Teachers oppose inclusion of ‘external experts’ to decide admissions at Jadavpur University

Many believe that the government is trying to decimate the time-tested method and a get a backdoor entry in the campus.

Jadavpur University
Kolkata: Jadavpur University is in the middle of another controversy as teachers are up in arms against new rules to let ‘external experts’ make decision for admissions in humanity courses. Many believe that the government is trying to decimate the time-tested method.
“The admissions committee had last week decided to engage external experts to set one of two sets of admission test question papers and possibly evaluate the answer scripts. The move came in deference to an advice from Bengal’s advocate-general Kishore Dutta,” reported Telegraph.
The vice chancellor asked the heads of departments if the internal teachers should be involved in the admission process.
“Last week, the Executive Committee of the university announced that a uniform system should be adopted for admission. Something the arts faculty teachers claim that the education minister Partha Chatterjee had been pushing for the last three years. While uniformity has been reluctantly accepted by most of the arts faculty, the proposal on Tuesday left teachers shocked.   This triggered an outrage among a large section of the arts faculty. “It is a humiliation,” said one professor.  “We have kept standards high at the university and now they say we are not fit to check papers?” reported NDTV
“Most students have sided with the angry arts faculty. They suspect government interference and an attempt by the ruling Trinamool Congress to make a backdoor entry into the campus where it has a very thin presence,” the report added.
“If the state government wants to decimate a system the state’s best university has been following, and doing well, they have to explain the reasons… why they want to decimate it. Let them explain what good will come out of it,” emeritus professor Sukanta Chaudhuri said after a meeting of the admissions committee to The Telegraph.
“We need to test the writing skill of the prospective students to determine whether a student is worthy of studying the humanities. We have been successfully doing this. Where is the need to engage the external experts in this exercise?” Surpiya Chaudhuri, a teacher asked.
The Telegraph reported that several past and present teachers, including Sankha Ghosh, Supriya Chaudhuri and Nabaneeta Dev Sen, signed a statement that expressed the fear that Jadavpur University’s pride could be “ground to dust” because of the decision.
“We are deeply concerned about the controversy and uncertainty surrounding the entrance exam. It does not remain to be said that the teachers of a curriculum are the best judges of the abilities of prospective students. The logic is more applicable in this case because these departments in Jadavpur University have been selecting the students through a time-tested process for several years, perhaps decades…. Scrapping this successful system without any reason and replacing it with another is bound to severely affect the evaluation of merit. Despite many challenges, the merit of students in Bengal and their academic prowess was a matter of pride. That pride could now be ground to dust,” their statement said.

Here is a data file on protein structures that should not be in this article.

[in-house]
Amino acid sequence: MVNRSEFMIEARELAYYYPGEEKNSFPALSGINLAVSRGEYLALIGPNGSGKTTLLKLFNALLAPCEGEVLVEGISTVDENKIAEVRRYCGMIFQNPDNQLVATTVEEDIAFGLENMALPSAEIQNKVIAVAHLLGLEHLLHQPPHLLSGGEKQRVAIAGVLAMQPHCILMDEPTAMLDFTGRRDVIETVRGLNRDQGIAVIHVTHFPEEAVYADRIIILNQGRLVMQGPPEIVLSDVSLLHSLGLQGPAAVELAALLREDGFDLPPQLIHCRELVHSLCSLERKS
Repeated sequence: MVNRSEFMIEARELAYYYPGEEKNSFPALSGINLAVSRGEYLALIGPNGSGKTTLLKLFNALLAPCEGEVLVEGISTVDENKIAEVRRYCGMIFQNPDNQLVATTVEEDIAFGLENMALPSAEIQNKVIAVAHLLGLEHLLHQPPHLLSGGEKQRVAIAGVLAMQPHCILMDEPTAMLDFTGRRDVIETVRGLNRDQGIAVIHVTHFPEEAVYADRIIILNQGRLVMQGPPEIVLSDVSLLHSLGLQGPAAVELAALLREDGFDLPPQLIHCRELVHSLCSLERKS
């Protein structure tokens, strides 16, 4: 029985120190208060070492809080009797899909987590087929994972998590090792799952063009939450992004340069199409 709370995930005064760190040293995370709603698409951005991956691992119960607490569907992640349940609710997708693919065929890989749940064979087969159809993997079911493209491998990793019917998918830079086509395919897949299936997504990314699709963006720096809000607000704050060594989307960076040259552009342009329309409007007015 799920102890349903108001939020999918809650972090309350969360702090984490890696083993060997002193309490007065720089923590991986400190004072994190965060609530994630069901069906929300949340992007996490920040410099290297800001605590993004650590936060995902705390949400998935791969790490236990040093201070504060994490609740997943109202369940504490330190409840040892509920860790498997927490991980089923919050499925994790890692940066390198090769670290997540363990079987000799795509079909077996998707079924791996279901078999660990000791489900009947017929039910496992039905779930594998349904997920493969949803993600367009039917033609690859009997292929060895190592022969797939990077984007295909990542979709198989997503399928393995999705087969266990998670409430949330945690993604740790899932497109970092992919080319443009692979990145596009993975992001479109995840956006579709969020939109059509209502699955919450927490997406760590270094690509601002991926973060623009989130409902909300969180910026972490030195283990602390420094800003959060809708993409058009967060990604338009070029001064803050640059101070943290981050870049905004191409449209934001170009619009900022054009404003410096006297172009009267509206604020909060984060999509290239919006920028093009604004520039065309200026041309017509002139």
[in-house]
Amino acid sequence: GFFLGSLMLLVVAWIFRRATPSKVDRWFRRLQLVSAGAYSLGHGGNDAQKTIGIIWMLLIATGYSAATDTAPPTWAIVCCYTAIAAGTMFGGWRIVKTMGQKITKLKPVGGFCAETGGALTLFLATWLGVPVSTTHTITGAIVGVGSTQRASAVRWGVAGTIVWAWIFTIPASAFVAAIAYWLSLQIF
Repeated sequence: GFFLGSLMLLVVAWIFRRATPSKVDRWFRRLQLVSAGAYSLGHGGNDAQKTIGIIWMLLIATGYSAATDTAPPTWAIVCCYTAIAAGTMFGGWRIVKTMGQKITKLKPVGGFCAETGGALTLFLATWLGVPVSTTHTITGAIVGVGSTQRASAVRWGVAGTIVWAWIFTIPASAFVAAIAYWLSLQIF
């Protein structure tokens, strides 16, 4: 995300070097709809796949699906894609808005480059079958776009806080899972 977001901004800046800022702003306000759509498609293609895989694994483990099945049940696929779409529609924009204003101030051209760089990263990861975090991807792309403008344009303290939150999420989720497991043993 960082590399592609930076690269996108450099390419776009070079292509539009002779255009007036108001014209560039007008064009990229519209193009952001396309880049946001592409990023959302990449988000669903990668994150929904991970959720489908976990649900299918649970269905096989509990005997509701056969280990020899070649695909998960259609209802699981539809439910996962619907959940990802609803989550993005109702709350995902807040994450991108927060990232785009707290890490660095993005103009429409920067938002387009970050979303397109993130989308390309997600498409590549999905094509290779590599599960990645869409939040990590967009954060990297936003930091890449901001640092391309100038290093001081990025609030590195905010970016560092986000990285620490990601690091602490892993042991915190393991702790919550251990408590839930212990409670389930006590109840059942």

Due to the protests, the vice chancellor has referred the matter to the executive council again and the concerns are supposed to be heard on Wednesday, July 4.
Entrance Exam Delayed
The entrance test for the six departments under Arts course were to be held on June 3 but have been delayed and will take place on June 11.
“While the university buys time to decide on who should set the question papers, check the answerscripts and invigilate the tests, whether outside experts should be roped in or not, the delay has added to the anxiety of thousands of candidates waiting to take the exams. JU has already postponed the examination dates from July 3 to July 11. Asked if the prevailing uncertainty would further delay the admission tests, JU registrar Chiranjib Bhattacharya said, “There is no question of postponing the UG admission tests any more. They will be held as announced,” TOI reported.
In the arts faculty, nine key departments have in the past taken independent decisions on how to take students.  Some take entrance exams, others on the basis of Class 12 marks. Some others consider a mix of entrance tests and class 12 marks.
“Some departments, such as English, comparative literature, political science, history, philosophy and Bengali, would conduct entrance tests for a balanced evaluation of the candidates’ merit. Other departments, such as economics, geography, sociology and Sanskrit, consider the candidates’ plus-II scores only. The EC has now decided that the six departments —English, comparative literature, political science, history, philosophy and Bengali—will have to give 50-50 weightage to the plus-II scores and the entrance test marks,” TOI reported.



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